Iran General NewsMan who tried to export jet to Iran sentenced

Man who tried to export jet to Iran sentenced

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AP: A California man who admitted trying to sell a fighter jet and other items to Iran was sentenced to almost four years in prison Monday.

The Associated Press

By RANDALL CHASE, Associated Press

WILMINGTON, Del. (AP) — A California man who admitted trying to sell a fighter jet and other items to Iran was sentenced to almost four years in prison Monday.

Marc Knapp, 36, of Simi Valley, Calif., told U.S. District Judge Leonard Stark that he regretted his conduct, which he suggested was the result of dire financial circumstances and his inability to find work after losing his $81,000-a-year job at a biotechnology company in 2007.

“I certainly have no animosity toward the United States of America,” Knapp told the judge, saying he did not believe at the time that the items he was trying to sell posed any risk to national security.

Prosecutors said Knapp, who was sentenced to 46 months, was motivated by both greed and a hatred of the United States. Assistant U.S. Attorney David Hall said Knapp told an undercover agent that he was starting to hate America and wanted to “level the playing field” with Iran.

Defense attorney Christopher Koyste said the statements Knapp made were “puffery.”

“He was playing a role of what he expected,” Koyste said.

Knapp faced a maximum of 30 years in prison, but attorneys agreed to ask for a sentence ranging from 30 to 57 months.

Stark said he could not discern Knapp’s motive, but that he nevertheless had engaged in sophisticated, calculated and long-term criminal conduct.

“These offenses are very serious, even egregious,” the judge said. “… He was looking to get rich, indeed very rich, by looking to sell arms to our enemies.”

Knapp pleaded guilty in January to violating the International Emergencies Economic Powers Act and the Arms Export Control Act.

Other items Knapp tried to either sell or ship overseas in violation of U.S. law included an F-14 ejection seat, five flight suits that mitigate G-forces, four survival radios and an F-14 emergency operations manual.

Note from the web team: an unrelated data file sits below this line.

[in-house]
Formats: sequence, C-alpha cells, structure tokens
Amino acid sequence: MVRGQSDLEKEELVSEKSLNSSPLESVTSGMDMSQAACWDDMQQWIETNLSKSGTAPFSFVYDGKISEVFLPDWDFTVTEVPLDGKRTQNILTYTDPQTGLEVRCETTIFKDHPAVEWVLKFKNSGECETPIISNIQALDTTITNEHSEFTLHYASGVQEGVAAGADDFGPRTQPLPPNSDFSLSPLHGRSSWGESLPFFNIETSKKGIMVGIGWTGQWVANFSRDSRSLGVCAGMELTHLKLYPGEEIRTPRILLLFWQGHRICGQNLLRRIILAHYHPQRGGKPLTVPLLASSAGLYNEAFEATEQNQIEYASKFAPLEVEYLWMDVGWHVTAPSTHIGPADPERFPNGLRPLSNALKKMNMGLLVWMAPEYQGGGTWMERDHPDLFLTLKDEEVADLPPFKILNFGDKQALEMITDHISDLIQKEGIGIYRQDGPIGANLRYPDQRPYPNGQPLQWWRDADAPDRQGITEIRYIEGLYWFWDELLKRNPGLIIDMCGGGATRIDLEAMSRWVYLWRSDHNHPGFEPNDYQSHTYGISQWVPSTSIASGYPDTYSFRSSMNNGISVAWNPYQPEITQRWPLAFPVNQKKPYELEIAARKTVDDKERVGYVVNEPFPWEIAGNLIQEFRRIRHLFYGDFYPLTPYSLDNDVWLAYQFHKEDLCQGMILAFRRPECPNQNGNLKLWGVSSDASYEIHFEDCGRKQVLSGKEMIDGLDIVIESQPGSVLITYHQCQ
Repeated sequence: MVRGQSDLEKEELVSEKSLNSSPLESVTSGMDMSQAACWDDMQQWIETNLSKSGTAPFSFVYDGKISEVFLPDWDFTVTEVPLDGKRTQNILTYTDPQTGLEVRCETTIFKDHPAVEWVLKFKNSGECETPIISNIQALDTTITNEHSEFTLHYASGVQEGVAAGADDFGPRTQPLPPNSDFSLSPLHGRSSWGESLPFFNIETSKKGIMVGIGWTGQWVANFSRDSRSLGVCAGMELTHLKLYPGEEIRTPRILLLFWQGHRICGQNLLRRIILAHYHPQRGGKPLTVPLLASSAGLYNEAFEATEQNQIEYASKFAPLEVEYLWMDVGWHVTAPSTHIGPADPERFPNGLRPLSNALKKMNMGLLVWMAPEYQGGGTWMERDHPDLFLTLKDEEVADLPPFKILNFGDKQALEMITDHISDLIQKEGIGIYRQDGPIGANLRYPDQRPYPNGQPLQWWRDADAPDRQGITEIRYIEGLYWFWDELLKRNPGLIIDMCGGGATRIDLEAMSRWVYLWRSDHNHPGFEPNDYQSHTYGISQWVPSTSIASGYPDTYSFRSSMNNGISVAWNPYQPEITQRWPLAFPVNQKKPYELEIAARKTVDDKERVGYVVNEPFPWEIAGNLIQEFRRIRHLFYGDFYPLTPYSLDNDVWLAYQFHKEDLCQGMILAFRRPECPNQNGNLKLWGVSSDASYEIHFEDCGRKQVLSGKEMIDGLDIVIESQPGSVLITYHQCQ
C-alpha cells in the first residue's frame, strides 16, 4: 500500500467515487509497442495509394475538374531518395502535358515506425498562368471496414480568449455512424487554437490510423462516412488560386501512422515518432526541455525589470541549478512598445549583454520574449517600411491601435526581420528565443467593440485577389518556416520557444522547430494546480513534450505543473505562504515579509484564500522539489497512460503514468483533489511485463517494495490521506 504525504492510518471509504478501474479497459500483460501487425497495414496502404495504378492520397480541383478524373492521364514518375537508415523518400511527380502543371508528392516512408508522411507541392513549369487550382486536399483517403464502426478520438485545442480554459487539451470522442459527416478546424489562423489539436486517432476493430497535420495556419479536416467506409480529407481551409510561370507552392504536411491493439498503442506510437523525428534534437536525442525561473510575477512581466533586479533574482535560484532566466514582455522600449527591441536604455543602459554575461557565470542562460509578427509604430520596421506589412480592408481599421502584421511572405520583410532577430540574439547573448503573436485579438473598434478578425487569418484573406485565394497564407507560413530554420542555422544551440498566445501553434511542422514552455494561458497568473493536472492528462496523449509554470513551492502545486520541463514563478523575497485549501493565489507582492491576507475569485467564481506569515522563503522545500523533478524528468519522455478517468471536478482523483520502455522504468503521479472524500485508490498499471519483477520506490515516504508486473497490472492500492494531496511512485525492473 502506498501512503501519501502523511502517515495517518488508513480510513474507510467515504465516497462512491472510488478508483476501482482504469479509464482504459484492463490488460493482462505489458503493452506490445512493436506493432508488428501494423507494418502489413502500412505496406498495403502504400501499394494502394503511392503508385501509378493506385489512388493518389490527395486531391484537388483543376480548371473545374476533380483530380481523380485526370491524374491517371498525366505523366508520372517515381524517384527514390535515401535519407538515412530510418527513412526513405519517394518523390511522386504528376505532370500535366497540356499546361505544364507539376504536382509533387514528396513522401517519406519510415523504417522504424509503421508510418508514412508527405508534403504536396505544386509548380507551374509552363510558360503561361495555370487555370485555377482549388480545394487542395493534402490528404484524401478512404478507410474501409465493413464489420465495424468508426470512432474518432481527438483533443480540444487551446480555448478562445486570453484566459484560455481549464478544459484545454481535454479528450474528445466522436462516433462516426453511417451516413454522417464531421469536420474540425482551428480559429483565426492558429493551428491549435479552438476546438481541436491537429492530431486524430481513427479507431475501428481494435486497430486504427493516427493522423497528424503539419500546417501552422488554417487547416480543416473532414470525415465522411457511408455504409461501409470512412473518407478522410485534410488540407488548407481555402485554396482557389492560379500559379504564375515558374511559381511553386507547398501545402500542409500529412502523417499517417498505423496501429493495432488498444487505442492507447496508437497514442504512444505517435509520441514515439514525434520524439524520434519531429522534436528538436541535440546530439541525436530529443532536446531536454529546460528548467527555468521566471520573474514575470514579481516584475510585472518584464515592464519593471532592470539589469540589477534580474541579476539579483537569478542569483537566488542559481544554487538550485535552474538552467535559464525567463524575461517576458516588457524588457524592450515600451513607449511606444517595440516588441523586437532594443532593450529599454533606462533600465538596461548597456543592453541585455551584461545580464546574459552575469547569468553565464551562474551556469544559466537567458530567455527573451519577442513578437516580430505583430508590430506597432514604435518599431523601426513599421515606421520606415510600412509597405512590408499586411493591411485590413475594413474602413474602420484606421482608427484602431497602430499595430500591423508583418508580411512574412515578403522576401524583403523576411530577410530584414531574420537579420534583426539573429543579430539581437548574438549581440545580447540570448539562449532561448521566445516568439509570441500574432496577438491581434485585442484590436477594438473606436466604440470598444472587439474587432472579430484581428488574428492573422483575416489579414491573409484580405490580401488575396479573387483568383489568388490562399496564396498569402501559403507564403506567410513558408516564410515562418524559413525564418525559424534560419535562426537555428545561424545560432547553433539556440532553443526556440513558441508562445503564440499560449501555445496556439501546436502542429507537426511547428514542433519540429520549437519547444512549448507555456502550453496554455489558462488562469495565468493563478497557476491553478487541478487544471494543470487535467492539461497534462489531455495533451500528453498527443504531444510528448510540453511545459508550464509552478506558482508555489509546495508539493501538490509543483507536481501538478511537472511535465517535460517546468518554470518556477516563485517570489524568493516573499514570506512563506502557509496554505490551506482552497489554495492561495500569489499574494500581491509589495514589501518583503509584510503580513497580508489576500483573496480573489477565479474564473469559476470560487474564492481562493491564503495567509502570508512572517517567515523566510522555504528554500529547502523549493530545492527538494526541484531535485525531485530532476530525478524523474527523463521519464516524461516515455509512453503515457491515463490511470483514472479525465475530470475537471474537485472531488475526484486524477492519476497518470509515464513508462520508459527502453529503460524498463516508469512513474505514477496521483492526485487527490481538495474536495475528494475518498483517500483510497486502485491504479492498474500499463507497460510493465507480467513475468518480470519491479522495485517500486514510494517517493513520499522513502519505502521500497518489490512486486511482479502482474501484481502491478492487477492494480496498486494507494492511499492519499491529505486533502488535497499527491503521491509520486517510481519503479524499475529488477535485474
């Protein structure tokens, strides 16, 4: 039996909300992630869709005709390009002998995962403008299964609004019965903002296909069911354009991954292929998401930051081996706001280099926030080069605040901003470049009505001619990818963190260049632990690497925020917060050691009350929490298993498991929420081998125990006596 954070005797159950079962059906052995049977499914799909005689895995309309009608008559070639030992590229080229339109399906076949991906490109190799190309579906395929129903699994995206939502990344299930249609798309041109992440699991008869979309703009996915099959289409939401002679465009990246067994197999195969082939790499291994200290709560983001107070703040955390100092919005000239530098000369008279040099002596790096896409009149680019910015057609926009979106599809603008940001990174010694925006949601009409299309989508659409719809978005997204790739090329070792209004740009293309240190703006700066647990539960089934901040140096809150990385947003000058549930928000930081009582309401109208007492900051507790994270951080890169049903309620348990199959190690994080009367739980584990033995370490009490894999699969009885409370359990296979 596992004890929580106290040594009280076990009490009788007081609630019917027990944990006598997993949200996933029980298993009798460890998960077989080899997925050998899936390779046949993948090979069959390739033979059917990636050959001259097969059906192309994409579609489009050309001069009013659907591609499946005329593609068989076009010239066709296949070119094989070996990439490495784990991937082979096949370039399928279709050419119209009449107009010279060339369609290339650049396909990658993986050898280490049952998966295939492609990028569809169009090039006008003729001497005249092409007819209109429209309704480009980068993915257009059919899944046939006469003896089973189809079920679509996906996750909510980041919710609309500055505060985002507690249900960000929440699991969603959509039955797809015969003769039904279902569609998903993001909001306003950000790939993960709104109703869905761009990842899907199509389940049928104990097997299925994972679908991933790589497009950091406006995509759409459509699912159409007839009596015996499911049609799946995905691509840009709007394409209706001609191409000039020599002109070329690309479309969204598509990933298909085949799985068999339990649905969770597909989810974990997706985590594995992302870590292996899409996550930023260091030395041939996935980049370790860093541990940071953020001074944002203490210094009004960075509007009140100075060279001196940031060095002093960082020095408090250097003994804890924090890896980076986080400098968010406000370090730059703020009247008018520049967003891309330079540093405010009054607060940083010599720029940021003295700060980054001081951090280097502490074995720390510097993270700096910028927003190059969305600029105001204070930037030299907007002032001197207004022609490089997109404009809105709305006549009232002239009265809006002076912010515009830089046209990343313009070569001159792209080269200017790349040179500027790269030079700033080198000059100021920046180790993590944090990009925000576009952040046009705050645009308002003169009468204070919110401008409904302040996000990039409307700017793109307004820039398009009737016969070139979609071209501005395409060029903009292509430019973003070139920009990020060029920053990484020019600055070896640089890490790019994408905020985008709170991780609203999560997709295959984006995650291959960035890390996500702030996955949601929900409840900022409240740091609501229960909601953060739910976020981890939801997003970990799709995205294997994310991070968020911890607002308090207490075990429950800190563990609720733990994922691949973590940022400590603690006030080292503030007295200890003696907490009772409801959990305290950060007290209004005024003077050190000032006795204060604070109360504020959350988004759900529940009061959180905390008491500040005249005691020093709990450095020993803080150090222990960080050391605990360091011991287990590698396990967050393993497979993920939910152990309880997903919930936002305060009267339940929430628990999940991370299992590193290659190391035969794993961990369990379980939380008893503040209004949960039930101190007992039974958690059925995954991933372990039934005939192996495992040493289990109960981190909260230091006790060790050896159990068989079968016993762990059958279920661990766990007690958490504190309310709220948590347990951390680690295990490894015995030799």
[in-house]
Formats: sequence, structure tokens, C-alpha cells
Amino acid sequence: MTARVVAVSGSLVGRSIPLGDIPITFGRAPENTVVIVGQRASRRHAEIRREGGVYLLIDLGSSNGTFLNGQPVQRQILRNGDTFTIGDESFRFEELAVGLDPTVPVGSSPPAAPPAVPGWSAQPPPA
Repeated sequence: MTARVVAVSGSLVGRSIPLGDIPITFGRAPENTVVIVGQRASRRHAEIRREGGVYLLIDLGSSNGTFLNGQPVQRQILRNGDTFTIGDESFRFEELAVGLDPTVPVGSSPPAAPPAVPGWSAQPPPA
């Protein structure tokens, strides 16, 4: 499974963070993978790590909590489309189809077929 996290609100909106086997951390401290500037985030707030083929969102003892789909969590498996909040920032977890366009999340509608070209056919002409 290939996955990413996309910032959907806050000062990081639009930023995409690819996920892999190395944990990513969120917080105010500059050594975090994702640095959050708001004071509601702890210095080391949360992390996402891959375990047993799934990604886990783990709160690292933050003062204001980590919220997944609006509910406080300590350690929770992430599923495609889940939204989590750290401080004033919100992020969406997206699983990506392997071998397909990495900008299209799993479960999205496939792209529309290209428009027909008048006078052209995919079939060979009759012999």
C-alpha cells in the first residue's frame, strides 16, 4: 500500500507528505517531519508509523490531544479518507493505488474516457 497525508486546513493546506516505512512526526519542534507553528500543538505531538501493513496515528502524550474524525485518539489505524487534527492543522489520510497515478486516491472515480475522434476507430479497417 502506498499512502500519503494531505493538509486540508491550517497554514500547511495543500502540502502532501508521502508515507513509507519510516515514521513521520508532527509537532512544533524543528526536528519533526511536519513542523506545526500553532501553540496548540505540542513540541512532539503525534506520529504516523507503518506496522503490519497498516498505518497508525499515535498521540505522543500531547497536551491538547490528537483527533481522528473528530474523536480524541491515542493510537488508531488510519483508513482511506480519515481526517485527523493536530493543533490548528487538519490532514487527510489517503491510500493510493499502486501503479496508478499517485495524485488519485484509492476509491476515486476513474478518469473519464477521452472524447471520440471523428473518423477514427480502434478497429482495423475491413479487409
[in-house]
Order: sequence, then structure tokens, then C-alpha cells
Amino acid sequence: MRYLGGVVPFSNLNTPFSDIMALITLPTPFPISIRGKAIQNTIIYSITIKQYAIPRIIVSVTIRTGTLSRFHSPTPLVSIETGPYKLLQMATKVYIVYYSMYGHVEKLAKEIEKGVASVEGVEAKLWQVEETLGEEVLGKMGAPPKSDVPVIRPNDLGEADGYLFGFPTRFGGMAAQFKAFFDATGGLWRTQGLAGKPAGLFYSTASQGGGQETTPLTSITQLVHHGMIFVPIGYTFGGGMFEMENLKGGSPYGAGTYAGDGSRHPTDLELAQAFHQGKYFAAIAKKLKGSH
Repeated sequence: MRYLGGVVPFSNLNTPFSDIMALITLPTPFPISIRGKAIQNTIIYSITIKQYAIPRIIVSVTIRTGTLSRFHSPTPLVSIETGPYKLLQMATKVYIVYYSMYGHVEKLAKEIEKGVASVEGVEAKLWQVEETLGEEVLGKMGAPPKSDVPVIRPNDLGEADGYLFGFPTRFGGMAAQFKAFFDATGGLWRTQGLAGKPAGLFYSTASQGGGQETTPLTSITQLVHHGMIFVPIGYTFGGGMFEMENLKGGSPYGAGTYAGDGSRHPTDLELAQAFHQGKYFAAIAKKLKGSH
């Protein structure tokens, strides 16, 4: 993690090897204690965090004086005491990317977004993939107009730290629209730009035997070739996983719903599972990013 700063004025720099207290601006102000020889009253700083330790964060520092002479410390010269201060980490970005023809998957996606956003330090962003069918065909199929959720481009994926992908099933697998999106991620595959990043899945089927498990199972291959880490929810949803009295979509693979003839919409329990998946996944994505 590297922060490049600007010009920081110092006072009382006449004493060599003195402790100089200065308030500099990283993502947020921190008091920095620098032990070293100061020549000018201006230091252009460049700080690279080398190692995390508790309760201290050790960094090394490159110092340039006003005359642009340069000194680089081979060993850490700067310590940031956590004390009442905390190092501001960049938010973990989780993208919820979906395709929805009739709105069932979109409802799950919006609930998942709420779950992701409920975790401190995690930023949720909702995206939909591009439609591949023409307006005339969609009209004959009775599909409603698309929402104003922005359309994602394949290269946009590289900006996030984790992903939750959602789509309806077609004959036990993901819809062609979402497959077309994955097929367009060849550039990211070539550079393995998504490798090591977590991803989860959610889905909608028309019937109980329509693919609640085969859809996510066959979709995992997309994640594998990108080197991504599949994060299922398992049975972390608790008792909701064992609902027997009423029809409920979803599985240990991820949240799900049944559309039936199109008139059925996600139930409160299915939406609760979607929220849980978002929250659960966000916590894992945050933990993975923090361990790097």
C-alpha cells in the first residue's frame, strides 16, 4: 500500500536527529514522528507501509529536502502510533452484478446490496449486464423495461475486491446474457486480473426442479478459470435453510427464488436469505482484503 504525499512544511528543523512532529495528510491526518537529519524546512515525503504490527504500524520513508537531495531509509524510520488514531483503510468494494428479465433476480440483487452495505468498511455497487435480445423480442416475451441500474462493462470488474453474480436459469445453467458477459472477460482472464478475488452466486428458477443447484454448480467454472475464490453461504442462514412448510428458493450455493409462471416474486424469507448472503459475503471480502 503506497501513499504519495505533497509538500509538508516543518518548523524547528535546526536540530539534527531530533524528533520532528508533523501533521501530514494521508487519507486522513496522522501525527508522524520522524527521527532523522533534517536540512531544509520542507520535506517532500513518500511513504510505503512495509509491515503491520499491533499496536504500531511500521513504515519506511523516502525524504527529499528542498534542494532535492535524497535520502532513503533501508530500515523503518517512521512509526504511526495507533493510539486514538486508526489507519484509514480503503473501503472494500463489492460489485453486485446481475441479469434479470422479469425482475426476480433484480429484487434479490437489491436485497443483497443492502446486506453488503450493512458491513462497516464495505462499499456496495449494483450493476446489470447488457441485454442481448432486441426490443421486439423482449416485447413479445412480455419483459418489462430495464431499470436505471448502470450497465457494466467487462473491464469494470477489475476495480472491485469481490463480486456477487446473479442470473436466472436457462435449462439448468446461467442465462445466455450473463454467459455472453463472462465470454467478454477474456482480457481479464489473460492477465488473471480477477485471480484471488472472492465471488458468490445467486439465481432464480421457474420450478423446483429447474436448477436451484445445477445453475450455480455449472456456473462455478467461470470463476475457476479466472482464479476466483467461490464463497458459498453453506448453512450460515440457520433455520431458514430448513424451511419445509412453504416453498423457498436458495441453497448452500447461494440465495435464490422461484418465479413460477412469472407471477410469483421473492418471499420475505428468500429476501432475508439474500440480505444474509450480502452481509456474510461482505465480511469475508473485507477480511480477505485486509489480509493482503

Koyste noted that Knapp, a collector of aviation gear, bought many of the items online.

“The fact that a G-suit is obtained from eBay does not mean it is not criminal activity to sell it to Iran,” Hall said.

Koyste had previously described the F-5 as a relic that would be of no use to the Iranian military but was owned by a man who leases it out for use in movies. He admitted Monday, however, that the F-5, which Knapp was arranging to be flown from California to Delaware before being shipped overseas, could have proven useful in training Iranian pilots.

Samuel Gardiner, a retired Air Force colonel and an instructor at the National War College testifying for the defense, said the F-5 was built in 1968 and sent to Iran in the 1970s, before the U.S.-friendly shah was overthrown. Iran later transferred the airplane to Jordan, and it eventually wound up back in the United States.

“We have been making a full circle, of being in Iran, going back to Iran,” Gardiner said, adding that the only F-5s used by Iran as a first-line fighter are more modern F-5Es.

Prosecutors were led to Knapp by his friend Paul Taylor, another California man who pleaded guilty in April 2010 to trying to ship U.S. military items to foreign countries. Taylor, who told investigators that Knapp had supplied him with an F-14 ejection seat, agreed to cooperate with federal authorities as part of his plea agreement and was sentenced to three months in prison.

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